e word in its narrowest and most imperfect meaning, as implying mere cultivation of the intellectual faculties, and even this is done in the most superficial manner, by cramming the mind with facts, instead of making it reflect and reason. The great majority even of those who write upon the subject take no higher view.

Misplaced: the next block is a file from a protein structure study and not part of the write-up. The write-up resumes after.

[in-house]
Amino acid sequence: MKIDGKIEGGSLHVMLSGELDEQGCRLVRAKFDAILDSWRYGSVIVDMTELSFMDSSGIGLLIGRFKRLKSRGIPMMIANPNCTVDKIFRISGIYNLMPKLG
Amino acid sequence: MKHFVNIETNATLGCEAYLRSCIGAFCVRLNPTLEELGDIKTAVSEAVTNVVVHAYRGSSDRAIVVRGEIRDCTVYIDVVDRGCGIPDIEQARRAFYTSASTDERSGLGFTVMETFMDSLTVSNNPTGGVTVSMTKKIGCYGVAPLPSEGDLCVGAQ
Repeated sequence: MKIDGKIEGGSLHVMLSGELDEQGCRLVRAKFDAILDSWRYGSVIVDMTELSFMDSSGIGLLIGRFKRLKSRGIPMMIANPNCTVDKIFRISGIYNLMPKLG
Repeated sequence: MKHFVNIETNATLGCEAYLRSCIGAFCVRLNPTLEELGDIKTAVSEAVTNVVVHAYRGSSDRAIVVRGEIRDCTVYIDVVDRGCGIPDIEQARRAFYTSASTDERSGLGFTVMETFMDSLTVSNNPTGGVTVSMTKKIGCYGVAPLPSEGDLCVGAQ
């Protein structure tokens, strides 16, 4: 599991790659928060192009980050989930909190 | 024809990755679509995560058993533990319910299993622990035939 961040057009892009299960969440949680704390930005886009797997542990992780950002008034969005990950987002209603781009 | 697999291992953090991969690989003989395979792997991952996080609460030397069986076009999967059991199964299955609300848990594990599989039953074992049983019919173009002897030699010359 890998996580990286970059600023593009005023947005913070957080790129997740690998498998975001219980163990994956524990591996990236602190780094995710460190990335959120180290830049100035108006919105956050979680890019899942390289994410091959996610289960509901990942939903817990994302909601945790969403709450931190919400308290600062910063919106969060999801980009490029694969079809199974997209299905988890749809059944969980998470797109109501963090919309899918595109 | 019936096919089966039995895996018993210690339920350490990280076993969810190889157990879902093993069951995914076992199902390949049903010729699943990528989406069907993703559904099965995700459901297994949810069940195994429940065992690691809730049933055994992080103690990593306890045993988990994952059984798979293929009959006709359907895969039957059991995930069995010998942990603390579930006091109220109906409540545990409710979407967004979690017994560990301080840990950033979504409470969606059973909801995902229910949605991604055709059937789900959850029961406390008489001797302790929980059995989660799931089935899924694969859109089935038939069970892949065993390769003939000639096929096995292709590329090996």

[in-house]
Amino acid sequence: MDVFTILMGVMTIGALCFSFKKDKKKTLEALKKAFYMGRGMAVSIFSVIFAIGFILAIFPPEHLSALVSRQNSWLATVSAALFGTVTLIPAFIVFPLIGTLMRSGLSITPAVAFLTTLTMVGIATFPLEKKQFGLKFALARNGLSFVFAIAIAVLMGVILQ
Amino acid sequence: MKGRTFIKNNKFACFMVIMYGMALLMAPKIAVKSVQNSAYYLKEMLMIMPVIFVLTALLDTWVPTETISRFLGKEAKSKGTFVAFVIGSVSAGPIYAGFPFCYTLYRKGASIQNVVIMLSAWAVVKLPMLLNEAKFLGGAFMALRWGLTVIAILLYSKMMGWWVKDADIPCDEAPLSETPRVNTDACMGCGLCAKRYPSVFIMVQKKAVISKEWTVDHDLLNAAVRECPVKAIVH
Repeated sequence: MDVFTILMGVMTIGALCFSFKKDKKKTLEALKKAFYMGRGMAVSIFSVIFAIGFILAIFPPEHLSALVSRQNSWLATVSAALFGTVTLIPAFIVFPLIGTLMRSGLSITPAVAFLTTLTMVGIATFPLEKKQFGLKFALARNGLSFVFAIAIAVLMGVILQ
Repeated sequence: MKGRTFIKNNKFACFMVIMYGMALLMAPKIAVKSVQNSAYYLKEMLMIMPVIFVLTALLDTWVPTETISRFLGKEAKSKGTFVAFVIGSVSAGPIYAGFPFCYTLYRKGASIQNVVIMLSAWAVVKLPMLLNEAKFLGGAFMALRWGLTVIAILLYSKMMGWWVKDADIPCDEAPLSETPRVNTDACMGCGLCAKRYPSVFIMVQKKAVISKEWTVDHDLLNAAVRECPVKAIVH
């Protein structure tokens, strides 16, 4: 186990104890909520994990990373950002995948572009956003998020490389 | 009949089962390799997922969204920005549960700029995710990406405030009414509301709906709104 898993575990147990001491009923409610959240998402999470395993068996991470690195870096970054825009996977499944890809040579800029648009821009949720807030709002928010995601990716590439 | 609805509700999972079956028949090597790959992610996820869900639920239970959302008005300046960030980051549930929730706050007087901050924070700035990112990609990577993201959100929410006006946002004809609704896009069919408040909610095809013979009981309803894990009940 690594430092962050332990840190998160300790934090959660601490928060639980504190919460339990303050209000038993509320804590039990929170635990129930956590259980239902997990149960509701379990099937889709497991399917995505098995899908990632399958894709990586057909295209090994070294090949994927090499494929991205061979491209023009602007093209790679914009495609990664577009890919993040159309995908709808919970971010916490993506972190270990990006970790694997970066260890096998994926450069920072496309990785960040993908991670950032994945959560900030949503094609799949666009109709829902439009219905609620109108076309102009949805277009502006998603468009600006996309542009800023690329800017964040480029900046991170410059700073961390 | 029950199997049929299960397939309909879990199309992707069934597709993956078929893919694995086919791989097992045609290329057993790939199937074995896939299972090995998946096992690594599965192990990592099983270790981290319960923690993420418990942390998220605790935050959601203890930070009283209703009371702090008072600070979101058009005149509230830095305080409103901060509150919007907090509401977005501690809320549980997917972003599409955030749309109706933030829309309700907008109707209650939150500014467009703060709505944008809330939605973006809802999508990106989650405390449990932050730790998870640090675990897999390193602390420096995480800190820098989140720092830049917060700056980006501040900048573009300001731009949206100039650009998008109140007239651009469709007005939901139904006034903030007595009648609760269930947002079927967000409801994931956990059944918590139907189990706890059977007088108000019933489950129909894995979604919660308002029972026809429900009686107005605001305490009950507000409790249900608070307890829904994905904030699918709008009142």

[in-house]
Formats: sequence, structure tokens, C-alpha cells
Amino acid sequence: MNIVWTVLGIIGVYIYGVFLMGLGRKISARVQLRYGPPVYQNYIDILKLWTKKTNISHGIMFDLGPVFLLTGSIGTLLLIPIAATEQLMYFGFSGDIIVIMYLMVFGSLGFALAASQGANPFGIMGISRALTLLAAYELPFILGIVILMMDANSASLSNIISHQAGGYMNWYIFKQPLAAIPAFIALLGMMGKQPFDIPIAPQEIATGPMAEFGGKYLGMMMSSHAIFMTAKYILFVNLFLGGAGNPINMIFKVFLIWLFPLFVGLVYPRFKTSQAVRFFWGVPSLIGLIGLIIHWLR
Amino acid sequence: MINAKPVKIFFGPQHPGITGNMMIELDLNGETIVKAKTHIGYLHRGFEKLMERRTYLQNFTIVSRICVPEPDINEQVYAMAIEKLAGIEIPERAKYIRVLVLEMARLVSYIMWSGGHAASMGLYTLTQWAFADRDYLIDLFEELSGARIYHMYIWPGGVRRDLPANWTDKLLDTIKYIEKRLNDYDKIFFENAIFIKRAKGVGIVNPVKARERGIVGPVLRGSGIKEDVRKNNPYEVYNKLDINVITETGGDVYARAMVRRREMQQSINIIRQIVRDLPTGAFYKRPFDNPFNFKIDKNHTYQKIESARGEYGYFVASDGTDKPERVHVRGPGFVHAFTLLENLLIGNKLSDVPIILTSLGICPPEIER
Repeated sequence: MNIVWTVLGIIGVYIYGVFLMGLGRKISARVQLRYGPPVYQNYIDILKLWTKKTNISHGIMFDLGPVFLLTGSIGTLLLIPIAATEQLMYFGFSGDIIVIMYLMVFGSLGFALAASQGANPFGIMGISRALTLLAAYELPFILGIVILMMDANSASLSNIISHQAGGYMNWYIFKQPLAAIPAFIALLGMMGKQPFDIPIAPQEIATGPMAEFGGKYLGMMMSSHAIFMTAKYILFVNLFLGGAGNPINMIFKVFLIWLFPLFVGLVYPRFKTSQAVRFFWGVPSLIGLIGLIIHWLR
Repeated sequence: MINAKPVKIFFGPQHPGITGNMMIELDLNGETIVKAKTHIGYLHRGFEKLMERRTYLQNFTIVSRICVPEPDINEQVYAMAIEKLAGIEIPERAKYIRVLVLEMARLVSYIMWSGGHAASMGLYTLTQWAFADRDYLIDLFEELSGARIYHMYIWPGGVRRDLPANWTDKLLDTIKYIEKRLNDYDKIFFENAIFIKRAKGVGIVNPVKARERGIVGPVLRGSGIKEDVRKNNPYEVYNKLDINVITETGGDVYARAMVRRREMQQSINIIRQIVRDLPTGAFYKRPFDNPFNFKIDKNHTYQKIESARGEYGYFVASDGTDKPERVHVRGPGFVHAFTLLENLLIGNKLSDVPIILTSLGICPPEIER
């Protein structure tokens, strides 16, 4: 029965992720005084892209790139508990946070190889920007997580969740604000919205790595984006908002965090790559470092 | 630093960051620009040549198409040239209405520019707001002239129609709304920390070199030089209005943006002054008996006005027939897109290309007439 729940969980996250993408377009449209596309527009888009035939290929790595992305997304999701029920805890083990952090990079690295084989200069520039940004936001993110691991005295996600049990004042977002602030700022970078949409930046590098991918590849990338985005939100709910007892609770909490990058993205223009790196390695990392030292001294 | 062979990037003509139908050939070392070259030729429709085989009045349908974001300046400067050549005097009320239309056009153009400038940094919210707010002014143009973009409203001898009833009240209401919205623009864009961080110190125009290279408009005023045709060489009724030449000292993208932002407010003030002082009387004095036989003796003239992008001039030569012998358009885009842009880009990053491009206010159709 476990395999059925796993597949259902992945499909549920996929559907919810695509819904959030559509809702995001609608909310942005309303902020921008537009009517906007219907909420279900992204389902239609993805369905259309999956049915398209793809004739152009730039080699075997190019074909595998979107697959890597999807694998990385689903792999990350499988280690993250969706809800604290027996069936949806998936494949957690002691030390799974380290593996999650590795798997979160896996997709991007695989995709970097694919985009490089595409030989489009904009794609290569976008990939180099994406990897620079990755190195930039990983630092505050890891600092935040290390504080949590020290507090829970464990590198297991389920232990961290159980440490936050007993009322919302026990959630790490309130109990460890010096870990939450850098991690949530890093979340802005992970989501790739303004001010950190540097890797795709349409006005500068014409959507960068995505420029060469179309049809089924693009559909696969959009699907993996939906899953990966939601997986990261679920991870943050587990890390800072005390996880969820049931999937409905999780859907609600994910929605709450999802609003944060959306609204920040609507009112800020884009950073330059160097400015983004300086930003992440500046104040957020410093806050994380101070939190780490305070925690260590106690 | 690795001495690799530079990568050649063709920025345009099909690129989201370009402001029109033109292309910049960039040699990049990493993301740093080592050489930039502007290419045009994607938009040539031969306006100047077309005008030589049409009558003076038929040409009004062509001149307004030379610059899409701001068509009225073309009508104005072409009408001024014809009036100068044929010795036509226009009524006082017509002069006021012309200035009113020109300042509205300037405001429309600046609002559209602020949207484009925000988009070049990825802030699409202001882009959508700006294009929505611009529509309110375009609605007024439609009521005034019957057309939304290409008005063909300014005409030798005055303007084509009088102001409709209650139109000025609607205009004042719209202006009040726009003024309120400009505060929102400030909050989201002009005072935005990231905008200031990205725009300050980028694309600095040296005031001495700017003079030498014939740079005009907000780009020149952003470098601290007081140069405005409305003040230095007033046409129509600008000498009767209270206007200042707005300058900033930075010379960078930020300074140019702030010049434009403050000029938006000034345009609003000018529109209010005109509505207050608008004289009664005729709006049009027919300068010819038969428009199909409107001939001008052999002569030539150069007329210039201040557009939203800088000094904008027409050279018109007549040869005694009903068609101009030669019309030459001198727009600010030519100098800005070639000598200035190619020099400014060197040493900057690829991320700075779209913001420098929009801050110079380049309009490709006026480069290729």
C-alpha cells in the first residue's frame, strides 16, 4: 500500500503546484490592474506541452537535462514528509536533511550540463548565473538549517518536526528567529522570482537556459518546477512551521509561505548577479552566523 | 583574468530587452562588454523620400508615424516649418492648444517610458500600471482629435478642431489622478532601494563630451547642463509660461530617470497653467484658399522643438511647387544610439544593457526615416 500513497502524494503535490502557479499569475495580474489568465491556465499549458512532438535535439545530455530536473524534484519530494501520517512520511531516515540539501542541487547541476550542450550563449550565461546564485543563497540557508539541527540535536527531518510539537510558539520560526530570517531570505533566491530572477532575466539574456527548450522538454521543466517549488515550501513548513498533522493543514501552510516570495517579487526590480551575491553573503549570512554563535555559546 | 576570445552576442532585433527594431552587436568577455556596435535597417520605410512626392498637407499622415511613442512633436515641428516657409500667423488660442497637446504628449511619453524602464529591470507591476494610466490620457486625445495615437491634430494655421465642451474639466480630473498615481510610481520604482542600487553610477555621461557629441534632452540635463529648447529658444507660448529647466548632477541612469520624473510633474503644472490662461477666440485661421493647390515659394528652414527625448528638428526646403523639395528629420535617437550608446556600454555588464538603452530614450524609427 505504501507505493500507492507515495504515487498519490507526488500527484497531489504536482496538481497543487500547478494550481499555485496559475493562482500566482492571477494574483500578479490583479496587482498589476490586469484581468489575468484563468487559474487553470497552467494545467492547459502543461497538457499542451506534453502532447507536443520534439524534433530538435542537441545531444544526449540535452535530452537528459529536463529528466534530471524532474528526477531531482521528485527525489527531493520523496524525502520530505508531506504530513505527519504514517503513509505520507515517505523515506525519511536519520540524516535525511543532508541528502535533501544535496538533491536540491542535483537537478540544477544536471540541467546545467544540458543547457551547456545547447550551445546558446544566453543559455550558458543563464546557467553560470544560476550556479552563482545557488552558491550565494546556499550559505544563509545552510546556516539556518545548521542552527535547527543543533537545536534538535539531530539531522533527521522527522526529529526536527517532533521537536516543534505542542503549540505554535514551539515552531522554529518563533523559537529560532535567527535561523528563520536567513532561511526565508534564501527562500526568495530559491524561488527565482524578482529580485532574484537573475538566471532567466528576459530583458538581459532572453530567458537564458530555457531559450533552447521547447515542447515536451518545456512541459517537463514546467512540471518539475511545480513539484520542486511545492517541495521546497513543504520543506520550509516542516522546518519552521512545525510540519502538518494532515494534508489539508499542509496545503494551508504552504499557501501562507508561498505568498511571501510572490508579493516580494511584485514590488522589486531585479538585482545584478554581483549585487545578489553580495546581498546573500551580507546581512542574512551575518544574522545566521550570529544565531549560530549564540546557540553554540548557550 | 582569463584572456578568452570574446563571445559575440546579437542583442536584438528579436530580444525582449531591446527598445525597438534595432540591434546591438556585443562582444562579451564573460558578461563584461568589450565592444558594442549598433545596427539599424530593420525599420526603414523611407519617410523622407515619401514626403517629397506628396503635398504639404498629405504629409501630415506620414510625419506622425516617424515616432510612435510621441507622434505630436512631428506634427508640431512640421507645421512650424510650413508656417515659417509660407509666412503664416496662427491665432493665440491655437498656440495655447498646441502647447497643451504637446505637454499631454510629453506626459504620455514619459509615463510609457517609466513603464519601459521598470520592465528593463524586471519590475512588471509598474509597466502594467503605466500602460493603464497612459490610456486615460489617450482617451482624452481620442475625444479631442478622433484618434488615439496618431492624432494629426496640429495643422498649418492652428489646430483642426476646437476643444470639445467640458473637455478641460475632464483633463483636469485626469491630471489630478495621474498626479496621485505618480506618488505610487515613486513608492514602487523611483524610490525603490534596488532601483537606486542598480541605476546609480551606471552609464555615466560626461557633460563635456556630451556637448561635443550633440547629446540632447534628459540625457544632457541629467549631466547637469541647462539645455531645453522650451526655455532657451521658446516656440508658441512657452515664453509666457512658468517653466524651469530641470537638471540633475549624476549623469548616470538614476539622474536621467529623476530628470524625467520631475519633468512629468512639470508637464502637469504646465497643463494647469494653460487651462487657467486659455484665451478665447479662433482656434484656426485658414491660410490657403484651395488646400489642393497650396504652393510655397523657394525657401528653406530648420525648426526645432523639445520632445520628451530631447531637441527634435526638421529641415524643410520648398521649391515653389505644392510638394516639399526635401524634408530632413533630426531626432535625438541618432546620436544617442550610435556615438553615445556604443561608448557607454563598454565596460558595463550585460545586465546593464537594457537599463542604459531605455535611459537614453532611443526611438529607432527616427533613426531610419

The term education comprehends something more than mere instruction. One may be instructed without being educated; but he cannot be educated without being instructed. The one has a partial or limited, the other a complete or general, meaning. What, then, is the meaning of Education? Education comes from the Latin "educo," and means, according to Plato, "to give to the body and soul all the perfection of which they are susceptible"; in other words, the object of education is to render the youth of both sexes beautiful, healthful, strong, intelligent and virtuous. It is doubtless the will of the Creator that man--the masterpiece of the visible world--should be raised to that perfe